Sure, I juice! I juice everyday. For me, it’s not a fad, or jumping on some sort of band wagon. I’m not consciously detoxing and cleansing. I’m not a vegetarian or vegan. And I’m certainly not on a diet. Oh, contrary to the opinions of many ads out there, a glass of pure fresh fruit and veggie juice is definitely NOT a meal. Juicing provides a variety of nutrients from fruits and vegetables you wouldn’t normally eat in one sitting. The juice is an instant shot of micronutrients that flood your system. It doesn’t take the place of eating whole fruits and vegetables either. Juicers extract liquids from the fibrous material of raw produce, leaving behind much of the fiber, along with other vitamins your body still benefits from. Juicing is a much healthier option to buying concentrates and mainstream brand juices. The only real inconvenience, besides taking a little bit of time to juice, is refrigerator shelf life. Juice made from our masticating juicer, lasts only up to 24 hours since it begins losing its freshness and nutrients right away. Hand pressed citrus juice will last a few days in the fridge. I often store our juice in small glass milk jugs. Everyone has a few activities that get done everyday. For me, juicing is pretty much part of my no brainer daily routine.
Besides realizing the obvious health benefits of juicing, we initially invested in juicing machines for two reasons: we love juice and we have abundant harvests of fruits and vegetables on our property. Besides, a humongous bushel of kale is much easier for me to drink then to chomp on endlessly-yuck!. As I write, our prolific trees and plants are teeming with cucumbers, beets, carrots, green beans, cauliflower, zucchini, kale, blueberries, apples, oranges, tangerines, grapefruits, etcetera, etcetera- and many more are on the verge of producing. Juicing is just another great way of enjoying our produce throughout the day- it’s fresh, tastes amazing, and we can almost feel our body cells getting giddy with instant nutrient boosts. However, as with any kind of juice, it should be drunk in moderation. Although homemade fresh juices consists of the finest natural ingredients, they are also natural sugar highs!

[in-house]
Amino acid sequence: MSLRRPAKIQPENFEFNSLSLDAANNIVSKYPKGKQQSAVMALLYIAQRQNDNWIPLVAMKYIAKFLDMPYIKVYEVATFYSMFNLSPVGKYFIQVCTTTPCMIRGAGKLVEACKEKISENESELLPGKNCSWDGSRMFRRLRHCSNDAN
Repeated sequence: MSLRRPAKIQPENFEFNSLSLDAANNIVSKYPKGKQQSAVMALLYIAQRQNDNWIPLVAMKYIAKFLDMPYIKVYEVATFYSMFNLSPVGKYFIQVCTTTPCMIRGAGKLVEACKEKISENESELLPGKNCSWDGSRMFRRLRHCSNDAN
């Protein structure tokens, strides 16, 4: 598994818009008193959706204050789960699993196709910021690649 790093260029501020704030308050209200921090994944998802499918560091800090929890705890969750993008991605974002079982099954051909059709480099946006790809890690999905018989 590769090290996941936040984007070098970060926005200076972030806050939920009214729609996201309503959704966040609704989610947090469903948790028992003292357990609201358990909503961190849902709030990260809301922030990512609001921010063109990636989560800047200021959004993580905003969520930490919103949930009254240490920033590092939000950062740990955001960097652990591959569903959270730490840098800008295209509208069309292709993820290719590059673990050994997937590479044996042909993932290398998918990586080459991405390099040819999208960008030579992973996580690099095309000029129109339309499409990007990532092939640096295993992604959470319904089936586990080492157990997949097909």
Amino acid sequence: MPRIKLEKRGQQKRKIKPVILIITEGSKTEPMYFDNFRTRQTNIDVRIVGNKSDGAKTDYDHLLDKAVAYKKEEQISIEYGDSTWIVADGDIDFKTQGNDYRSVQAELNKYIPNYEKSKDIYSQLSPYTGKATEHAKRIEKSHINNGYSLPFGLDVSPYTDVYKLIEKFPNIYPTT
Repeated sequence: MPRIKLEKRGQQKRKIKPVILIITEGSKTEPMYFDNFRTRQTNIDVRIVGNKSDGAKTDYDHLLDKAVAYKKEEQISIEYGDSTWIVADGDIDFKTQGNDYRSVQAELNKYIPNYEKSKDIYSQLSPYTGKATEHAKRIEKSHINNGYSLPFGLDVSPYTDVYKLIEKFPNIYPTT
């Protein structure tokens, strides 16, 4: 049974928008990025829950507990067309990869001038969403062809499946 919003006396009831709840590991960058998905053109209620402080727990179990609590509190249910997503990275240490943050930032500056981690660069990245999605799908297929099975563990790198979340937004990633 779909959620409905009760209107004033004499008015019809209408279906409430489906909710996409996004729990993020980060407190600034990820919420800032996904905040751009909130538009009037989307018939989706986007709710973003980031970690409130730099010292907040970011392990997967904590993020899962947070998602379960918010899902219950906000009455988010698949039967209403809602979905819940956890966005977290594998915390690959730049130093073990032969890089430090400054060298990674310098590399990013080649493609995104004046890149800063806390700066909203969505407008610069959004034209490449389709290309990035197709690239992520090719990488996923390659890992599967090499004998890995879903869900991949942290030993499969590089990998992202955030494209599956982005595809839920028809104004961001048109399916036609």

Produce for juicing can easily be purchased as well- however, I recommend visiting a farmer’s market and finding the freshest, all natural, organic fruits and vegetables, or make friends with a neighbor who has a garden. You can, of course, buy fresh juice from posh little markets at the high average cost of $10 or more per 8 ounces. I recommend making your own juice. It’s so easy to do, especially with the Omega J8006 Nutrition Center masticating Dual-stage Juicer Juice Extractor and New Star Foodservice Commercial Citrus Juicer.
Omega J8006 Nutrition Center masticating Dual-stage Juicer Juice Extractor
The Omega is awesome! It’s super user friendly, easy to put together and take apart, and washes instantly in warm water and a little soap. Fruits and vegetables don’t need peeling, but should be cut up in chunks just small enough to fit down the chute. This retro looking little guy also has extra fittings for making sorbets, butters, baby food, and much more. Here’s a simple juice recipe I concoct regularly:
*The amounts depend on taste and availability. For about 2 1/2 pints, I use 4 large apples, 1 very large beet, 3 carrots, an inch of ginger root, and as much kale I can squeeze two hands around. The more apples, the sweeter.
Scrub and wash everything thoroughly.
Remove the beet greens and use them for another recipe, or throw them in the juice as well.
I remove the large stalks from the base of the kale and throw them in the compost. The bottoms that I pull from the plant are a little too bitter. No need to do this with store bought kale.
The kale, carrots, and ginger will most likely fit lengthwise down the chute.
Cut the apples and beet(s) into chunks or slices that will fit down the chute.
Turn the juicer on and alternate ingredients when dropping and pressing through the chute.
The finished juice will have a beautiful nutrient rich tie-dye effect (pictured left below). The waste is ideal compost (right).
Enjoy fresh, bottle up for later, and/or take to work for a healthy, energizing, hydrating snack! Fresh juices can also be poured into ice cube trays and frozen for future enjoyment.
One of my all time, extremely simple recipes: Just pure carrot juice. While out of town and away from my juicer, I paid $5 for barely 4 ounces of fresh carrot juice!
New Star Foodservice 46878 Commercial Citrus Juicer
This contraption is the most simple, useful, convenient tool in my entire kitchen! We have an abundance of grapefruits, lemons, oranges, tangerines, and limes throughout most of the year. Squeezing for fresh juices and recipes, or freezing and storing for later, has never been so much easier, and we’re sure to keep much of our citrus from going to waste.
If you ever thought about concocting your own juice, try it- in my opinion, it’s worth it. If you continue to buy juice at the store- I promise, I won’t judge you!